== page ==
Chorioamnionitis is associated with an increased risk of preterm birth and aggravates adverse outcomes such as BPD. Development of BPD is associated with chronic inflammatory reactions and oxidative stress in the airways which may be antenatally initiated by chorioamnionitis. A20 is an immunomodulatory protein involved in the negative feedback regulation of inflammatory reactions and is a possible regulator protein in oxidative stress reactions. The influence of chorioamnionitis on A20 gene regulation in the fetal lung is unknown. We characterized the influence of LPS and proinflammatory cytokines on A20 expression in human lung endothelial (HPMEC-ST1.6R) and epithelial (A549) cells in vitro by real-time PCR and/or western blotting and used a sheep model of LPS-induced chorioamnionitis for in vivo studies. To study the functional role of A20, endogenous A20 was overexpressed in HPMEC-ST1.6R and A549 cells. LPS induced proinflammatory cytokines in HPMEC-ST1.6R and A549 cells. Both LPS and/or proinflammatory cytokines elevated A20 at transcriptional and translational levels. Intra-amniotic LPS transiently increased IL-1β, IL-6, IL-8, and TNF-α mRNA levels in fetal lamb lungs, associated with an increase in A20 mRNA and protein levels. Overexpression of A20 reduced proinflammatory cytokines in vitro. Repeated LPS exposure induced LPS tolerance for proinflammatory cytokines and A20 in vitro and in vivo. Antenatal inflammation induced a transient increase in proinflammatory cytokines in the preterm fetal lung. The expression of proinflammatory cytokines increased expression of A20. Elevated A20 may have a protective role by downregulating chorioamnionitis-triggered fetal lung inflammation. A20 may be a novel target for pharmacological interventions to prevent chorioamnionitis-induced airway inflammation and lung damage, which can result in BPD later in life.

1. Introduction

Bronchopulmonary dysplasia (BPD) is still the most common adverse outcome after preterm birth. Patients with BPD have reduced area for gas exchange which is the result of an impaired lung development in both the alveoli and the microvasculature. The disturbed development of alveoli and the microvasculature is highly associated with lung inflammation- and oxygen toxicity-induced airway and vascular remodeling [1, 2]. However, the underlying mechanisms of this disturbed lung development during chronic inflammation and oxidative stress remain unclear [3, 4]. In particular, the physiological mechanisms for the regulation of lung inflammation are less well defined, both in vitro and in vivo, with respect to resolution of the inflammatory response.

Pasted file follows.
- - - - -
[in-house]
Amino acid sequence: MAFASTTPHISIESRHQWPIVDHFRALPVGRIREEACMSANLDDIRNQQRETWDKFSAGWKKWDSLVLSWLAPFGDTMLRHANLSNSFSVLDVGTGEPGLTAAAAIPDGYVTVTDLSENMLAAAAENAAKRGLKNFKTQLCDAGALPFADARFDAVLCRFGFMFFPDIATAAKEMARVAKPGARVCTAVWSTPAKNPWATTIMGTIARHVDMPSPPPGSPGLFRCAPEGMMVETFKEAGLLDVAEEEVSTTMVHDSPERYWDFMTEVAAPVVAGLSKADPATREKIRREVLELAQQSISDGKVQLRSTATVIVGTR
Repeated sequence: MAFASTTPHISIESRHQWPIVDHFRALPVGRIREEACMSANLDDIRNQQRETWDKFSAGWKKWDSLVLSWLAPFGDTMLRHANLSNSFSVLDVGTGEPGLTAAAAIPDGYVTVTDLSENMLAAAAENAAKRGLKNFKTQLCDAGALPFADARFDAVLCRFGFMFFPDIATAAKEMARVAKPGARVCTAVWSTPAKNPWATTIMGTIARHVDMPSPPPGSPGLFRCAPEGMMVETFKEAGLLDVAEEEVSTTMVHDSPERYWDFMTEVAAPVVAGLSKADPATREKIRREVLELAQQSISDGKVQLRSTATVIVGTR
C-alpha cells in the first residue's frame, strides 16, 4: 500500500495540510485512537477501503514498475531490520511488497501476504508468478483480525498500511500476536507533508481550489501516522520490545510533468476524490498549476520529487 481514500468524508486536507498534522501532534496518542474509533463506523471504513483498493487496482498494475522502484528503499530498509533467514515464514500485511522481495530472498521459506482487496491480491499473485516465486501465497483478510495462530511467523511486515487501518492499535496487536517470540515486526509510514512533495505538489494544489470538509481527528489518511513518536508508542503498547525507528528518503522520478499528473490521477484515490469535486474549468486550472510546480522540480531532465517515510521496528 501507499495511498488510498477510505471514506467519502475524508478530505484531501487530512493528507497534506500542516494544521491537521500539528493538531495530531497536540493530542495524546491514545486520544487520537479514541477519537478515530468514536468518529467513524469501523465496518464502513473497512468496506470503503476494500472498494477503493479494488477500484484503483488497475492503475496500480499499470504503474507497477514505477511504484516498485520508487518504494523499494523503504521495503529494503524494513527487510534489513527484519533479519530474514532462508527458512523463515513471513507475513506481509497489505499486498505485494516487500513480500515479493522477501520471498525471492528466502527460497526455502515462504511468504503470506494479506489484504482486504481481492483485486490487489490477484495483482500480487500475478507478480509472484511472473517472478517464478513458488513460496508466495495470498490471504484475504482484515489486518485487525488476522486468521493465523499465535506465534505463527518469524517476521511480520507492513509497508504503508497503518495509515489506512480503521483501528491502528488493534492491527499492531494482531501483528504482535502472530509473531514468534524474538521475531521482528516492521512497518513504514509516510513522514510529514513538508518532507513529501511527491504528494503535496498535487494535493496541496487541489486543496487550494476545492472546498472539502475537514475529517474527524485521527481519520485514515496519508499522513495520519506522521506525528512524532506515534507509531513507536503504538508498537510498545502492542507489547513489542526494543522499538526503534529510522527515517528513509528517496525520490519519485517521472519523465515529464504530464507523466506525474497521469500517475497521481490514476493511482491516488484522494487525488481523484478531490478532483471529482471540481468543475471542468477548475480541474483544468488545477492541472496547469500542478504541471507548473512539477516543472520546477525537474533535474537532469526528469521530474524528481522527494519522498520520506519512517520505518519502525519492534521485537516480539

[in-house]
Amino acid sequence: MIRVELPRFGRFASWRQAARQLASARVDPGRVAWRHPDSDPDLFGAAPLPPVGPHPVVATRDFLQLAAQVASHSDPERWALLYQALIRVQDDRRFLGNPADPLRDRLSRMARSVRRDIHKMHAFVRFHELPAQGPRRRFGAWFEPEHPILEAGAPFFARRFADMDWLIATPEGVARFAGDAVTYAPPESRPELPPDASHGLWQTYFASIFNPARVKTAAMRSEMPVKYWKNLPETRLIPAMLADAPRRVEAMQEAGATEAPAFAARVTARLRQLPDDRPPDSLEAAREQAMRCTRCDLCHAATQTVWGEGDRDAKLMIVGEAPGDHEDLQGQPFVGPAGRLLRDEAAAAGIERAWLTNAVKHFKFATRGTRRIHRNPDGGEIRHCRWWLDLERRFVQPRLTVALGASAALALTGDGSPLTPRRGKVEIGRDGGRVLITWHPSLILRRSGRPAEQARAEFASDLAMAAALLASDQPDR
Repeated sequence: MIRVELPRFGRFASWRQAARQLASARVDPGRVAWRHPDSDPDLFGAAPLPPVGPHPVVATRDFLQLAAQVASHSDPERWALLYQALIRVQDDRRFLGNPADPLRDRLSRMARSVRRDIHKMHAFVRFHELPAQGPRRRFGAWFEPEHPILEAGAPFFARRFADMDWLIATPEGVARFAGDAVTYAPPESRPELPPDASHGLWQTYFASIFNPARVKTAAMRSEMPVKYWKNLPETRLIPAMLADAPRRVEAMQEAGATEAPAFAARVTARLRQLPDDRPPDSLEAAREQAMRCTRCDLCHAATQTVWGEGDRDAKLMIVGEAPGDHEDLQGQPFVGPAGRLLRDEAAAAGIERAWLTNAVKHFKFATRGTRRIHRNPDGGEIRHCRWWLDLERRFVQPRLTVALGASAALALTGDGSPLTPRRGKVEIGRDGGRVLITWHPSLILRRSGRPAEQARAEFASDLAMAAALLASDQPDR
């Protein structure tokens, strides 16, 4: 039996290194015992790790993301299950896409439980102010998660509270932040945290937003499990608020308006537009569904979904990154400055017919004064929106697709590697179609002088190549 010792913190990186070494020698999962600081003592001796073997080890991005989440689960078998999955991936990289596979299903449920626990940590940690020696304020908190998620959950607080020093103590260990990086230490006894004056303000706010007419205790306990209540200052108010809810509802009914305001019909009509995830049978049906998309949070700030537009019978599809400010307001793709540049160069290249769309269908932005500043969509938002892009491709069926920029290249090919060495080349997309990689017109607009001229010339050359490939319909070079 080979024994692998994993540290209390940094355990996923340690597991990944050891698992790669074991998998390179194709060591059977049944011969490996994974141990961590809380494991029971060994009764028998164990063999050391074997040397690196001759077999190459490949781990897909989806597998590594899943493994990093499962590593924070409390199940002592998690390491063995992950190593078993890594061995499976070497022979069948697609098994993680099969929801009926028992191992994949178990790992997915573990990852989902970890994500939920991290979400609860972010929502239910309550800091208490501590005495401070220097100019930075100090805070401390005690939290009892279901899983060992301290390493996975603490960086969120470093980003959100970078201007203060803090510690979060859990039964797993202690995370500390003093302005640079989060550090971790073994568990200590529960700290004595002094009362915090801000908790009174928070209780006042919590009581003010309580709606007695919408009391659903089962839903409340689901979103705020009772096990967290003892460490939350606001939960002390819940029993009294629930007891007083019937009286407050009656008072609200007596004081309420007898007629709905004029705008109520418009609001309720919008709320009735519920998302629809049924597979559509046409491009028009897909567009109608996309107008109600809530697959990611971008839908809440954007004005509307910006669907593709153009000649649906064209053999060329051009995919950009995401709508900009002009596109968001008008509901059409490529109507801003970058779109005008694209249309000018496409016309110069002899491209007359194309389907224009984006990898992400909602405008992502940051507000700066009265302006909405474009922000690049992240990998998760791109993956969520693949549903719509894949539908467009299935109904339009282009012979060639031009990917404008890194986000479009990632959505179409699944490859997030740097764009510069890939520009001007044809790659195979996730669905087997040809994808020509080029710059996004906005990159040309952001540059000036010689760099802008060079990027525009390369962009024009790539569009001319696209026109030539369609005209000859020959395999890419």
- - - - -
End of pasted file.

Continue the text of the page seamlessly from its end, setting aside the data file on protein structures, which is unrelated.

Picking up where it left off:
For preterm infants, pulmonary inflammation can already begin in utero due to chorioamnionitis, which is a microbial infection of the amnion and chorion [5]. Chorioamnionitis is one of the leading factors associated with preterm birth [6]. It has been reported that the rate of incidence of histologic chorioamnionitis is 45–60% in very low birth weight (VLBW) infants [5]. Chorioamnionitis elevates proinflammatory cytokines in human amniotic fluid and fetal cord blood, most likely in response to bacterial products and injury [7]. It is believed that such proinflammatory cytokines are mediators that recruit activated inflammatory cells to the fetal lung [3, 4]. Fetal sheep develop chorioamnionitis if LPS is injected into the amniotic fluid, initiating a sequence of lung injury consistent of inflammation, apoptosis, oxidative stress, and remodeling [8, 9]. This consequently results in lung maturation as well as decreased alveolar septation including microvascular injury [3, 10]. All of these changes may initiate a progression to BPD in the fetal lung [3, 11].